Welcome to the CJU website » LOG IN


Relationship between operative duration and perioperative outcomes after radical cystectomy
Department of Urology, Mayo Clinic Hospital, Phoenix, Arizona, USA
Apr  2021 (Vol.  28, Issue  2, Pages( 10603 - 10609)
PMID: 33872558


Text-Size + 

  • INTRODUCTION Prolonged operative times have been associated with an increased risk in complications in other major abdominal surgeries. This study tests the hypothesis that longer operative times will be associated with an increased risk in perioperative complications after radical cystectomy (RC).


    Adult patients who underwent RC from January 1, 2012, through December 31, 2016, were identified from the National Surgical Quality Improvement Program (NSQIP) database. A natural log transformation was used to determine cutoff points for operative times at 33rd, 67th, and 90th percentiles: 272, 371, and 479 minutes, respectively. Cohorts were A (≤ 272 min), B (273-371 min), C (372-479 min), and D (> 479 min). Multivariable logistic regression analysis was performed to identify associations between operative time and perioperative complications.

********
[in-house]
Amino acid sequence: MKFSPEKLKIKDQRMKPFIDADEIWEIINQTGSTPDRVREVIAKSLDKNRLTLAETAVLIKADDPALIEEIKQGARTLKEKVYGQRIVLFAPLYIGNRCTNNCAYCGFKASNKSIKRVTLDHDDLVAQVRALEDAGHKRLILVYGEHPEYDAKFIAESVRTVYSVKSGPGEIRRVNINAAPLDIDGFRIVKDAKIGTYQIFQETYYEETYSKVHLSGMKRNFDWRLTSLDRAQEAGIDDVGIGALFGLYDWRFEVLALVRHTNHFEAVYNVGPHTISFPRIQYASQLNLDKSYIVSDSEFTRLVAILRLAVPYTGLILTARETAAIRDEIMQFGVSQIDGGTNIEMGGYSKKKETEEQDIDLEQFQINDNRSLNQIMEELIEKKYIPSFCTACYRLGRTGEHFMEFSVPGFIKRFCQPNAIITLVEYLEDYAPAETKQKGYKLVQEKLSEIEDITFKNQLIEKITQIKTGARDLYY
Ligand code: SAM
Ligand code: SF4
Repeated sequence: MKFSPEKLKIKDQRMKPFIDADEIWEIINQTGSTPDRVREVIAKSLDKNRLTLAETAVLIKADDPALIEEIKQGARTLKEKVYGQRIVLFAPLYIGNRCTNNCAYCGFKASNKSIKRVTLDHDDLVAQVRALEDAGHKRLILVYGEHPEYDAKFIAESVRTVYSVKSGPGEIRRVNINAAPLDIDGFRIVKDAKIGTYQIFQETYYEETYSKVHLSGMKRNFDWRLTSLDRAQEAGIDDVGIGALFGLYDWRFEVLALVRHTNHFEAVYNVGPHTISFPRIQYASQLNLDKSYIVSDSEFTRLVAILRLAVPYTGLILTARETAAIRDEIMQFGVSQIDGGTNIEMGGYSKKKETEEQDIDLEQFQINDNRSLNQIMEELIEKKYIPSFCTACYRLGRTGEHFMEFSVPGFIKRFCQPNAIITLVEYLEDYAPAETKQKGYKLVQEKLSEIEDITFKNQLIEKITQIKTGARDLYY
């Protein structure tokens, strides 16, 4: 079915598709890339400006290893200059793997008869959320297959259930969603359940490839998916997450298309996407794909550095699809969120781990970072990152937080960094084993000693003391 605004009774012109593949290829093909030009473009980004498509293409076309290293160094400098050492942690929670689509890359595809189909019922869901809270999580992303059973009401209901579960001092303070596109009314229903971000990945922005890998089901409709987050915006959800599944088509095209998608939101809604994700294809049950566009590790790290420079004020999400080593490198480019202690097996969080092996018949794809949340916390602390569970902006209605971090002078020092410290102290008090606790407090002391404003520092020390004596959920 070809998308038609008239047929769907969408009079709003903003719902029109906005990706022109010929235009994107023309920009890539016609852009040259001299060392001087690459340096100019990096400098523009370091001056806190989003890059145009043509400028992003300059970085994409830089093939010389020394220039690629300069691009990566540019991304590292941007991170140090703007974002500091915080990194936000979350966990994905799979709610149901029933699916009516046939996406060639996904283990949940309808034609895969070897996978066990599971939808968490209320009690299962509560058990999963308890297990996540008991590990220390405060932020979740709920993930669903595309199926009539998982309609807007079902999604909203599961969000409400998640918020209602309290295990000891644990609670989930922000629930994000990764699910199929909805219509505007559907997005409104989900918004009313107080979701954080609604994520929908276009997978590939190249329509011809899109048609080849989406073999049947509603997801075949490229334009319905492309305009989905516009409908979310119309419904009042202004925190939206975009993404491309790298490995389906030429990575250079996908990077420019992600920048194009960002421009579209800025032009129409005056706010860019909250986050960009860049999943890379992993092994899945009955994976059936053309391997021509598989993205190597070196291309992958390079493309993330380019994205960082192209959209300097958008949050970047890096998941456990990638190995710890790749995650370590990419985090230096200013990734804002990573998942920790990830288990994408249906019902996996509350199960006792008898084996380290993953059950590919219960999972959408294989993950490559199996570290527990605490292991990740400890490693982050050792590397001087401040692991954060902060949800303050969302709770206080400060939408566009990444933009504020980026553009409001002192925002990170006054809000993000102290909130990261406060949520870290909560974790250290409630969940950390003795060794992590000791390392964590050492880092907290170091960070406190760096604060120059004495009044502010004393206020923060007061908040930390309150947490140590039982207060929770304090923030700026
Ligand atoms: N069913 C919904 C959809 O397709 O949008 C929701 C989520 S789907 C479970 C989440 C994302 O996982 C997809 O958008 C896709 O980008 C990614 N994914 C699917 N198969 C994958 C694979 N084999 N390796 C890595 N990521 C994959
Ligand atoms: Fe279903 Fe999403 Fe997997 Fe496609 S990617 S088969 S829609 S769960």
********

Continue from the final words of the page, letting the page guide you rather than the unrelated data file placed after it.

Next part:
Among 5,610 patients, the distribution across cohorts was A, 1,993 patients; B, 1,818; C, 1,171; and D, 628. Cohort D had a higher incidence of pulmonary embolism (PE), deep vein thrombosis (DVT), urinary tract infection (UTI), sepsis, 30-day readmission, and blood transfusion rate and had a longer median hospital length of stay. Multivariable analysis showed that operative time (per 60 min) was associated with increased risk of DVT (OR 1.10, p = .04), PE (OR 1.15, p = .01), UTI (OR 1.08, p = .004), readmission (OR 1.04, p = .03), and blood transfusion (OR 1.23, p < .001).


    Longer operative times during RC are associated with a higher rate of perioperative complications. These findings may be confounded by disease stage, surgeon experience, variations in perioperative management protocols, or a combination of the above.